A. Interfere with the operation of other ROBOTS.

B. Directly affect any output devices on the ROBOT, such as by directly powering a motor, supplying a PWM signal directly to a speed controller or supplying a control signal directly to a relay module (see Rules and for the specific exception regarding CAN-bus devices).

<R50> Custom circuits shall NOT directly alter the power pathways between the battery, Power Distribution Board, speed controllers, relays, motors, or other elements of the robot control system (including the power pathways to other sensors or circuits). Custom high impedance voltage monitoring or low impedance current monitoring circuitry connected to the ROBOT’S electrical system is acceptable, because the effect on the ROBOT outputs should be inconsequential.

8.3.8 Custom circuits may be used to indirectly affect the robot outputs by providing enhanced sensor feedback to the cRIO-FRC to allow it to more effectively control the ROBOT.

<R68> All outputs from sensors, custom circuits and additional electronics shall connect to only

A. other custom circuits, or the following:
B. additional COTS electronics, or
C. input ports on the Digital Sidecar, or
D. input ports on the Analog Breakout, or
E. the RS-232 DB-9 serial port on the cRIO-FRC, or
F. the Ethernet bus connected to Port 2 of the cRIO-FRC, or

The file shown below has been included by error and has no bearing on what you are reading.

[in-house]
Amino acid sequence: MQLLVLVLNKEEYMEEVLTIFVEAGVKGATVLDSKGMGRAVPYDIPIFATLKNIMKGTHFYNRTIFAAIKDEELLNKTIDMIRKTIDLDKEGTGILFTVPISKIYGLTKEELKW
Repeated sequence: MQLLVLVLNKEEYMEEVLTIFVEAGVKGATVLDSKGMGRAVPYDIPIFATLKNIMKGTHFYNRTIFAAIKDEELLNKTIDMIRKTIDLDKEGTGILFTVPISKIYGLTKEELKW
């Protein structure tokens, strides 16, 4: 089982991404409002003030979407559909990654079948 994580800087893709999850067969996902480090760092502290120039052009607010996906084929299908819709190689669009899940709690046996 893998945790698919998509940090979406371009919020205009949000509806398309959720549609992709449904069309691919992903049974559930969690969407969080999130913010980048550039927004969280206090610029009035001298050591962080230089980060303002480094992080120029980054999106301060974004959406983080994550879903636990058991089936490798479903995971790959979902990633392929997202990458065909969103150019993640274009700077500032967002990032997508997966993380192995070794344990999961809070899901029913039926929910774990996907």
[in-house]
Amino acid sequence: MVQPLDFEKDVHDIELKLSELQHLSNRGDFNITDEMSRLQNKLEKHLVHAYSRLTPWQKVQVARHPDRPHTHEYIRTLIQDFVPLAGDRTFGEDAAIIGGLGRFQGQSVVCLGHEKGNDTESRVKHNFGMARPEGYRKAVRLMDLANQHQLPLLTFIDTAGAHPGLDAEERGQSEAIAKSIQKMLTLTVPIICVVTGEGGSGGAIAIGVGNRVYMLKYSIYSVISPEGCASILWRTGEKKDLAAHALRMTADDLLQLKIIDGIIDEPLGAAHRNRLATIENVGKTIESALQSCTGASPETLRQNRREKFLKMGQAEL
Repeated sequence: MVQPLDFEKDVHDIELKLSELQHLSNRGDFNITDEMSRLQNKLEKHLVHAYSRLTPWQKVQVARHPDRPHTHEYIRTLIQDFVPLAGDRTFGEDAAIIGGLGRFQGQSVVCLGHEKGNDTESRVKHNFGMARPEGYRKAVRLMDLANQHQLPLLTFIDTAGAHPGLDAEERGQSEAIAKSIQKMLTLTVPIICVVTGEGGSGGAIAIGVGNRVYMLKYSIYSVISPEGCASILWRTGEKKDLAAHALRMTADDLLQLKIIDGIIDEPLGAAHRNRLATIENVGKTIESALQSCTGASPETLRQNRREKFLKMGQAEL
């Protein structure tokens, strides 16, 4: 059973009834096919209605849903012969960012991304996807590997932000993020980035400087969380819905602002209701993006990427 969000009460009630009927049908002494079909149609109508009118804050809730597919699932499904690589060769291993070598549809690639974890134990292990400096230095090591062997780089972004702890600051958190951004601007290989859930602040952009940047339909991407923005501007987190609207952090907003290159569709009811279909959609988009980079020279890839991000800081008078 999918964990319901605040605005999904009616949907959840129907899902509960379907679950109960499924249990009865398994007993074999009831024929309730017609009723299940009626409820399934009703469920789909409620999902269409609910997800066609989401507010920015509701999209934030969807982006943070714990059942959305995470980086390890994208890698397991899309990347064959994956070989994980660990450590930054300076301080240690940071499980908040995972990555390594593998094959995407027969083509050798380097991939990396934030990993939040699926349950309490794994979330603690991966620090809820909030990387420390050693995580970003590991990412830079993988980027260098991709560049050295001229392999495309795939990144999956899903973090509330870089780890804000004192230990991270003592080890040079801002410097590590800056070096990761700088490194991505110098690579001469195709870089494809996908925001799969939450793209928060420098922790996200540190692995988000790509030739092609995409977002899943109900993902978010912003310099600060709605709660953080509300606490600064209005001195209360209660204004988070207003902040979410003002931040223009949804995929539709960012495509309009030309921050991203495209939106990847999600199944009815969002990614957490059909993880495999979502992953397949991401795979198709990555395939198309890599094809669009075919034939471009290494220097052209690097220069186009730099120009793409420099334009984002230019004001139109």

G. the CAN-bus if and only if all Jaguar speed controllers on the CAN-bus are wired in full compliance with Rule and Rule , or
H. the sensor inputs on the Jaguar speed controller.

Custom circuits and additional electronics are allowed to utilize the Port 2 Ethernet bus and/or the CAN-bus to communicate between devices. Note however, that the ROBOT must be controlled by the cRIO-FRC (see Rule ). Thus, any additional devices on the Ethernet or CAN-bus must not provide command signals that do not originate from the cRIO-FRC It is our intent to incrementally open access to the full control system technologies in a controlled manner that reduces the risk of “unanticipated surprises” as we gain experience with the system.


My idea follows all of the rules. the system is only for dectecting enviromental changes and telling the cRIO how to react using preprogrammed commands in the cRIO. that is all I want the PSoC to do. also, don’t forget that those were last years rules. the rules could be different this year.